Over 100 volunteers across California are involved in the disaster exercise, flying nearly twenty single engine Cessna aircraft and operating numerous other vehicles.
“This is a big event for California’s Civil Air Patrol community and we’re honored that Bakersfield is hosting our organization,” said Capt Charles Christian, incident commander at the Bakersfield command center. “Exercises like this these assure Civil Air Patrol volunteers and resources are ready to help our communities should disaster strike in the future.”
Hawkers Squadron volunteers joined a Civil Air Patrol contingent helping out at the 2016 Los Angeles County Air Show at General Wm. J. Fox Airfield (KWJF) in Lancaster, CA .
Spread out across a Saturday and Sunday (March 19-20), the KWJF event is Los Angeles County’s only air show. Hawker Squadron member and Air Show board member SM Robert Ross said over 55,000 people were expected to attend.
Antelope Valley aerospace powerhouse Lockheed Martin was the major event sponsor, which highlighted the Science, Technology, Engineering and Mathematics (STEM) educational program in Los Angeles.
The U.S. Navy Blue Angels headlined the air show, celebrating their 70th year as a premiere precision flying team. From Texas, a T-6 flight made up as Japanese war planes dazzled the crowd with a pyrotechnic/flying display, “Tora Tora Tora.”
Planes of Fame warbirds flew in from Chino, CA (KCNO) in abundance, including a Lockheed P-38 Lightning, Curtiss P-40N Warhawk, F-86 Sabre and the restored Northrop N9MB Flying Wing, a predecessor to today’s B-2 Stealth Bomber.
Show opened with former Navy SEAL jumpers performing as the Patriot Parachute Team. Also thrilling the crowd were the Texas Flying Legends Museum squadron, aerobatic flyers Skip Stewart, Melissa Pemberton, Chuck Coleman and Kent Pietsch, the Shockwave Jet Truck, Third Strike Wingwalking. A NASA ER-2 High Altitude Platform (NASA’s U-2 variant) completed a perfectly -tuned show.
Van Nuys Airport – Mar. 14, 2016: Just what kind of the “right stuff” does it take to wring bugs out of cutting edge aircraft?
National Test Pilot School Chief Operations Officer, Jim “JB” Brown, knows and he’s willing to share.
Lucky for KVNY’s Hawker Senior Squadron 128 members, who spent a riveting hour-and-a-half with one of America’s premiere military and civilian test pilots. The evening program was organized by Assistant Aerospace Education Officer, SM Robert Ross.
Brown is uniquely qualified to tell test pilot tales to air men and women.
A graduate of the USAF Test Pilot School, Brown holds a BS in Civil Engineering from Virginia Military Institute and a MS in Management from Troy State University.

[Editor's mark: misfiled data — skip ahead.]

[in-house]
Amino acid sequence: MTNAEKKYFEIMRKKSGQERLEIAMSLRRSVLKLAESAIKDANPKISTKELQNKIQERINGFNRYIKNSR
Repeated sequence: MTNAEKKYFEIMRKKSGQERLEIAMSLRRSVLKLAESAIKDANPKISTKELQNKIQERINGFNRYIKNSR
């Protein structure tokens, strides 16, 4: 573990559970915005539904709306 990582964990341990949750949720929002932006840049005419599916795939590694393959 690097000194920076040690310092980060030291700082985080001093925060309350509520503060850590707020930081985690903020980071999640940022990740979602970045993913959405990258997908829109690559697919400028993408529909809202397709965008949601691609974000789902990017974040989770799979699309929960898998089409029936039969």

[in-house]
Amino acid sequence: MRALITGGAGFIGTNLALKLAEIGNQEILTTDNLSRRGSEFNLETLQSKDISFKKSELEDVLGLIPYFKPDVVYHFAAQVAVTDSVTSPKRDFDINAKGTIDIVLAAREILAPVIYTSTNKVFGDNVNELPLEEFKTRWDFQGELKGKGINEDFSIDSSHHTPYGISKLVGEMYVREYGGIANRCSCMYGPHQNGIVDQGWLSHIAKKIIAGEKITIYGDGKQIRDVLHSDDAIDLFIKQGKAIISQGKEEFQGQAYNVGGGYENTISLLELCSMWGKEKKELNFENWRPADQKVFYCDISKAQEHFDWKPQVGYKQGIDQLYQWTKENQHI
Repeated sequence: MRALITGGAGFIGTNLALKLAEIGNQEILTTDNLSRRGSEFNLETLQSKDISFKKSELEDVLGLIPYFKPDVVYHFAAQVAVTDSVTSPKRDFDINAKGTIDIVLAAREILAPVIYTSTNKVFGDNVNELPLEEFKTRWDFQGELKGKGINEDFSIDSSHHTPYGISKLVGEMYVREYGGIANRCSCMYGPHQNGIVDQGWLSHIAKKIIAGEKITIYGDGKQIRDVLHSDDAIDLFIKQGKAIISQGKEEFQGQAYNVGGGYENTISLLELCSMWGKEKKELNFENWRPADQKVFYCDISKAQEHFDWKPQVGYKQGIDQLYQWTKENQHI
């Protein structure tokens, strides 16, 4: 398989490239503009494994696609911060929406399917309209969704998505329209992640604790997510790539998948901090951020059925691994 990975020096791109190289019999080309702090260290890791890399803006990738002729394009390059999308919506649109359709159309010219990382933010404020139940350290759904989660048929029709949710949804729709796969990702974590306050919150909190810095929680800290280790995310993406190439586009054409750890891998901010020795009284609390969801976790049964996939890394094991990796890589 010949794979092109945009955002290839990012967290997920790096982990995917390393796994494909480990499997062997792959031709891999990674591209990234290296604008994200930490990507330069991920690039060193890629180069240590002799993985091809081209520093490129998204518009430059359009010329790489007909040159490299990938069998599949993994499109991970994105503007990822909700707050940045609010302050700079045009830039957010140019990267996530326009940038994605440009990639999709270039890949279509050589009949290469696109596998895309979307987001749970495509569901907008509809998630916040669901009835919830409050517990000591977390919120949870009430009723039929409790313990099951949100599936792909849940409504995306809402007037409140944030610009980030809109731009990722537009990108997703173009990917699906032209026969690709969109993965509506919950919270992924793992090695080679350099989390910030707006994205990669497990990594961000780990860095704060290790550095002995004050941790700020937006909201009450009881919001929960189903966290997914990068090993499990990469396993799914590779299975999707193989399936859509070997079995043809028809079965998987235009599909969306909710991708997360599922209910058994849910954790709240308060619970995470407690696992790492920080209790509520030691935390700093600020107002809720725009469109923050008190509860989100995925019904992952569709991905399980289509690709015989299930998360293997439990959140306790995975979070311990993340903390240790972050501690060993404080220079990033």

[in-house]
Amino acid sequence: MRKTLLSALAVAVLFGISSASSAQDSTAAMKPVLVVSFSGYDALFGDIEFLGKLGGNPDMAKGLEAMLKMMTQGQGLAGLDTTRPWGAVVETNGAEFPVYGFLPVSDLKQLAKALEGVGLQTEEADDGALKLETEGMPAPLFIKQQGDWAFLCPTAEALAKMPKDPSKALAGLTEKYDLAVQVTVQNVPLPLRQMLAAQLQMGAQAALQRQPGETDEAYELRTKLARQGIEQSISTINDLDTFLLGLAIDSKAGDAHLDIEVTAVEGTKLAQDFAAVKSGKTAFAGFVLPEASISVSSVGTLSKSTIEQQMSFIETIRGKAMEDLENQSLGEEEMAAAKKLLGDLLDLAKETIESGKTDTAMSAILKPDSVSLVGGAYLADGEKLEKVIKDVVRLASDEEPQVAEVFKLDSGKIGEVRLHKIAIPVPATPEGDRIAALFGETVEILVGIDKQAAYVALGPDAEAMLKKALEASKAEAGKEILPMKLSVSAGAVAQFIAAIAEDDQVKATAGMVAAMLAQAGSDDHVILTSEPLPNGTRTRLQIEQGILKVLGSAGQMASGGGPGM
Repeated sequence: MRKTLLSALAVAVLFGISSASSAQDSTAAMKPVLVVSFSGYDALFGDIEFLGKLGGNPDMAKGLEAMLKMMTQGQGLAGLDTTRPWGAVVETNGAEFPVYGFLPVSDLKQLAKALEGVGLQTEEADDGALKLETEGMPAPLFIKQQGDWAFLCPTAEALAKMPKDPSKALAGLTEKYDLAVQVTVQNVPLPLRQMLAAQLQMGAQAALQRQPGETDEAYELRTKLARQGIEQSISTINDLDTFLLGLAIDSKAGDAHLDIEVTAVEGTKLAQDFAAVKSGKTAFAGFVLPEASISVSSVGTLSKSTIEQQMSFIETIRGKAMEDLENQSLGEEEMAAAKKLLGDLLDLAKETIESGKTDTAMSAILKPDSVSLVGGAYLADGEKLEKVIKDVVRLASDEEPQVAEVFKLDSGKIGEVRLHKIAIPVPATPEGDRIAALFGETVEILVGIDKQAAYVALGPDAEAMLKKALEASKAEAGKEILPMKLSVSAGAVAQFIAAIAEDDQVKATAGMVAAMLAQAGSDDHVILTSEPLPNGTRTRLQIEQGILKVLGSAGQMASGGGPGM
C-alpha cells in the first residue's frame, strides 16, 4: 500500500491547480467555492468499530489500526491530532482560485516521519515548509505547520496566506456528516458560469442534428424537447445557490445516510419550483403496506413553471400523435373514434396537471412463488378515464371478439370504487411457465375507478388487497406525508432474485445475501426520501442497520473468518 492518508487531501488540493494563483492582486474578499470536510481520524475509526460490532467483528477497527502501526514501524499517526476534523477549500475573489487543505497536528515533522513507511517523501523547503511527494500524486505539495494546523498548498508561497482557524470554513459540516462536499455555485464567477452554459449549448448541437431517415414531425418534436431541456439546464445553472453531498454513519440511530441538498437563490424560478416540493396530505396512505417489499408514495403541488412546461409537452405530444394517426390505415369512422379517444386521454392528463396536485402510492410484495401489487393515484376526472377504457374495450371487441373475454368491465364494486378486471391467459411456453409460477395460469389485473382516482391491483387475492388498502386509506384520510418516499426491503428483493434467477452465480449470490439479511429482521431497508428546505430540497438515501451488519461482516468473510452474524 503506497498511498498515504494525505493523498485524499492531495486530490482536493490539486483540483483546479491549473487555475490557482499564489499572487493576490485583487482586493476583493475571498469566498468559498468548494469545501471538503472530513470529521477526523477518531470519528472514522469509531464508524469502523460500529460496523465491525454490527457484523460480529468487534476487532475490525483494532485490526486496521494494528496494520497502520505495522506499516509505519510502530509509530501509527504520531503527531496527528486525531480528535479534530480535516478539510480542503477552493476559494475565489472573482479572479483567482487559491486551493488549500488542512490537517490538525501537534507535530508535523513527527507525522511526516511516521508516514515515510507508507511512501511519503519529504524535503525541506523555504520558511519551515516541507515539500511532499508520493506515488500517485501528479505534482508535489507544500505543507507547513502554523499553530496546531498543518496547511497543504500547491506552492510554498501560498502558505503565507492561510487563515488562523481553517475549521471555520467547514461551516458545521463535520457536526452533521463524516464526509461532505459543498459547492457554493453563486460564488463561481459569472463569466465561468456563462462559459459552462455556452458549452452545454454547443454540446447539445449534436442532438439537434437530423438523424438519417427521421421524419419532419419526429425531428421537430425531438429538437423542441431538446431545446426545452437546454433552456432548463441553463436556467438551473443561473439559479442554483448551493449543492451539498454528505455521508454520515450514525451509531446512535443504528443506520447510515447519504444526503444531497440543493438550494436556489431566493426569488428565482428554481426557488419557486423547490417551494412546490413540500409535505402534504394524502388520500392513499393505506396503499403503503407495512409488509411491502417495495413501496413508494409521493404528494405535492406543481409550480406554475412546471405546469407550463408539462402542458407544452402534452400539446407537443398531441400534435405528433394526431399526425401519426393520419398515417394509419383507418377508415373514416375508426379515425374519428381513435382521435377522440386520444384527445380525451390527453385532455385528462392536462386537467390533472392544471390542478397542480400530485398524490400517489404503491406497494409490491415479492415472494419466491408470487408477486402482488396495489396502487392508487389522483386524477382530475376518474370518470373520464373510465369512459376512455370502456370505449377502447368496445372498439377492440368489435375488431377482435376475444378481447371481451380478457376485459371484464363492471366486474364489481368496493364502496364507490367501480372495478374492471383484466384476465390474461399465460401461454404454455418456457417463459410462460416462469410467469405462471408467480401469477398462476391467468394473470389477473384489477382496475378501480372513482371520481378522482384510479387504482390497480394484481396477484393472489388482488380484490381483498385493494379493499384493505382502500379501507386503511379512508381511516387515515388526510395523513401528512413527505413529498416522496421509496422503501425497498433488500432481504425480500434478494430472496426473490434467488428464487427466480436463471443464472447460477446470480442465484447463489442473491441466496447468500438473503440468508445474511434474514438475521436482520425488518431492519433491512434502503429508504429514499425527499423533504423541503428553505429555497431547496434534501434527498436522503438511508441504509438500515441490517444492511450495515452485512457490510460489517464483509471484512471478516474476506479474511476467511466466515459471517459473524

With over 8,900 hours logged in 123 different aircraft – both military and commercial – Brown boasts an alphabet soup’s worth of FAA certifications, including ATP, MEL, Commercial and CFI, SEL.
After starting his career in the U.S.A.F., Brown spent time flying for a commercial airline, then transitioned to Lockheed Martin. At Lockheed, he served as Chief Test Pilot for the F-117A stealth fighter, Chief Test Pilot for the F-22A and Chief of Flight Operations for Lockheed Martin’s legendary Skunk Works.
Brown’s test pilot credentials include A-7D Electronic Warfare platforms, F-15 A/B/C/D software, radar and weapons integration, F-15E initial development avionics, weapons, electronic warfare and propulsion and various still-classified aircraft prototypes.
Capping off his credentials, Brown is a Fellow of both the Society of Experimental Test Pilots and the Royal Aeronautical Society. He also belongs to the Order of Daedalians (a fraternal and professional order of American military pilots).
Recently retired from Lockheed, Brown joined the National Test Pilot School without so much as a two-week vacation. “I left work at Lockheed on a Friday and started work at the school the following Monday,” Brown told the Hawker Squadron.
Brown had no trouble holding his audience’s attention while walking Hawker Squadron through the curriculum at the National Test Pilot School.
Based at the former Marine air station in Mojave, California (KMHV), NTPS boasts a broad array of aircraft, including T-38 Talons, Aermacchi MB-326M Impalas, the Beech 76A Duchess, a Saberliner NA-265, two Bulgarian MIG-21s and an array of Cessna, Diamond and Cirrus single engine sleds. Helicopters include the Bell OH-58C Kiowa and the Bell 212/UH-1N.
NTPS fills out some 42,000 square feet of hangar and classroom space at Mojave, and has privileges to fly in normally restricted Military Operating areas (MOAs) controlled by nearby Edward Air Force Base.
“When you’re doing flight testing, it’s not a good idea to mix with regular traffic,” Brown observed.
The NTPS program offers a full year-long training program that culminates in a Masters of Science degree (Brown put the cost of that program at around US$1 million). Also offered are short, specialty courses, such as Introduction to FW Performance & Flying Qualities Flight Testing (teaching practical in-flight testing), Night Vision Imaging Systems Evaluation Techniques and RPV (Remotely Piloted Vehicle) Flight Testing,
Flight school students come from the U.S. (including agencies like the Federal Aviation Administration) and abroad.
What’s it take to saddle up at the National Test Pilot School. “Just bring money,” Brown said.